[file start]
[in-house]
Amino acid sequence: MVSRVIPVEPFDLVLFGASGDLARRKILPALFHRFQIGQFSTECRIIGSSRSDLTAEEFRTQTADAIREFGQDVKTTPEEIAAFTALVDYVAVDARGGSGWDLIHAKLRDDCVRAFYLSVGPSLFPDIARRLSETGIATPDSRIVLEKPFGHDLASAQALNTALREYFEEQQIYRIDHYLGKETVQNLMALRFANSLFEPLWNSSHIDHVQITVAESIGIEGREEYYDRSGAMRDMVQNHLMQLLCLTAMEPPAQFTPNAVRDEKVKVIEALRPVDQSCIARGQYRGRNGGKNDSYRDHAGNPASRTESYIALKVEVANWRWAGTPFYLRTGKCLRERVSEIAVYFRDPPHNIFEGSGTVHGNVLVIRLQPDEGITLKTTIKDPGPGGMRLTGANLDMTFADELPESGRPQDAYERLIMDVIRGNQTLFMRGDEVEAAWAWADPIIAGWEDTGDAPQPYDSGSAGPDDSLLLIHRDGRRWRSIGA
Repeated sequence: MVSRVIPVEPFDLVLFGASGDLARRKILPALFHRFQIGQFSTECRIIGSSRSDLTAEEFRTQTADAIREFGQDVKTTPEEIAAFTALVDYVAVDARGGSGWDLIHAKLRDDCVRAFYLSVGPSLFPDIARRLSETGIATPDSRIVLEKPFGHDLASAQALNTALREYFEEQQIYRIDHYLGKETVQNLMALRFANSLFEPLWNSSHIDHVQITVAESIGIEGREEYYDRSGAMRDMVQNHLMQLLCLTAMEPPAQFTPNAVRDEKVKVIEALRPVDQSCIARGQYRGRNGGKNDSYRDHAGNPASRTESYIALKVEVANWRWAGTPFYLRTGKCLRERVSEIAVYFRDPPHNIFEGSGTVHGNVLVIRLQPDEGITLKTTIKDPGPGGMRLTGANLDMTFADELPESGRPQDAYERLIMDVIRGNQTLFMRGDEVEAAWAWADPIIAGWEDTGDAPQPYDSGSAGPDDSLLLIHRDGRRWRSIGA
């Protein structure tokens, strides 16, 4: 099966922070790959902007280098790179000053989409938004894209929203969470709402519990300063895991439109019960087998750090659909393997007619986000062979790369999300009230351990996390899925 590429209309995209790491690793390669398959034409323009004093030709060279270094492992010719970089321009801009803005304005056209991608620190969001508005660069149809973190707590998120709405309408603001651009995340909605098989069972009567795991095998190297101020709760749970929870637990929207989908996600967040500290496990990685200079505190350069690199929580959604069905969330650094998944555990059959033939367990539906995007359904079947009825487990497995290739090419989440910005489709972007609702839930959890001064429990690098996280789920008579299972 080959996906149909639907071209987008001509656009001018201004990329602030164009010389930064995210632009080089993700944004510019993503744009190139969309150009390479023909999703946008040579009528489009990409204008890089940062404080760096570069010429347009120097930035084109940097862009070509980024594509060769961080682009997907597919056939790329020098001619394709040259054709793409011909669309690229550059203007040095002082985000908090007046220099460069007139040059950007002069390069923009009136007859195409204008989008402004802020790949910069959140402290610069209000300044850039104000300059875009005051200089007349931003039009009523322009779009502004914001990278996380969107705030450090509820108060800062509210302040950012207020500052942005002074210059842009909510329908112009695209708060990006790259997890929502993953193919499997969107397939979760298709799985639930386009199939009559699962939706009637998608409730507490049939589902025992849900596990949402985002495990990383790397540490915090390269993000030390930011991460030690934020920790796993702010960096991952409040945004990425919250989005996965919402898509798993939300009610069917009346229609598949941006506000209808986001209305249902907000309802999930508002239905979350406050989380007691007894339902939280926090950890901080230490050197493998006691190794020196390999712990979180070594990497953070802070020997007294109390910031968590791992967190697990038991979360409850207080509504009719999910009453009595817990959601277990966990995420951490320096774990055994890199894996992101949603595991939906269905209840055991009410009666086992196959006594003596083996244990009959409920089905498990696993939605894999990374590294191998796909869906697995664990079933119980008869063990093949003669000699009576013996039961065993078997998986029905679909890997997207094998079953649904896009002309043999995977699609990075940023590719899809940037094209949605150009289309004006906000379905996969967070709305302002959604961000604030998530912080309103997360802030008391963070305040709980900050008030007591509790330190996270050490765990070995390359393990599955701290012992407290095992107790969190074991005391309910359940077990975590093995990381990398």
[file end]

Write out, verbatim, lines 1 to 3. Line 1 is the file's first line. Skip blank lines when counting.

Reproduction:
[in-house]
Amino acid sequence: MVSRVIPVEPFDLVLFGASGDLARRKILPALFHRFQIGQFSTECRIIGSSRSDLTAEEFRTQTADAIREFGQDVKTTPEEIAAFTALVDYVAVDARGGSGWDLIHAKLRDDCVRAFYLSVGPSLFPDIARRLSETGIATPDSRIVLEKPFGHDLASAQALNTALREYFEEQQIYRIDHYLGKETVQNLMALRFANSLFEPLWNSSHIDHVQITVAESIGIEGREEYYDRSGAMRDMVQNHLMQLLCLTAMEPPAQFTPNAVRDEKVKVIEALRPVDQSCIARGQYRGRNGGKNDSYRDHAGNPASRTESYIALKVEVANWRWAGTPFYLRTGKCLRERVSEIAVYFRDPPHNIFEGSGTVHGNVLVIRLQPDEGITLKTTIKDPGPGGMRLTGANLDMTFADELPESGRPQDAYERLIMDVIRGNQTLFMRGDEVEAAWAWADPIIAGWEDTGDAPQPYDSGSAGPDDSLLLIHRDGRRWRSIGA
Repeated sequence: MVSRVIPVEPFDLVLFGASGDLARRKILPALFHRFQIGQFSTECRIIGSSRSDLTAEEFRTQTADAIREFGQDVKTTPEEIAAFTALVDYVAVDARGGSGWDLIHAKLRDDCVRAFYLSVGPSLFPDIARRLSETGIATPDSRIVLEKPFGHDLASAQALNTALREYFEEQQIYRIDHYLGKETVQNLMALRFANSLFEPLWNSSHIDHVQITVAESIGIEGREEYYDRSGAMRDMVQNHLMQLLCLTAMEPPAQFTPNAVRDEKVKVIEALRPVDQSCIARGQYRGRNGGKNDSYRDHAGNPASRTESYIALKVEVANWRWAGTPFYLRTGKCLRERVSEIAVYFRDPPHNIFEGSGTVHGNVLVIRLQPDEGITLKTTIKDPGPGGMRLTGANLDMTFADELPESGRPQDAYERLIMDVIRGNQTLFMRGDEVEAAWAWADPIIAGWEDTGDAPQPYDSGSAGPDDSLLLIHRDGRRWRSIGA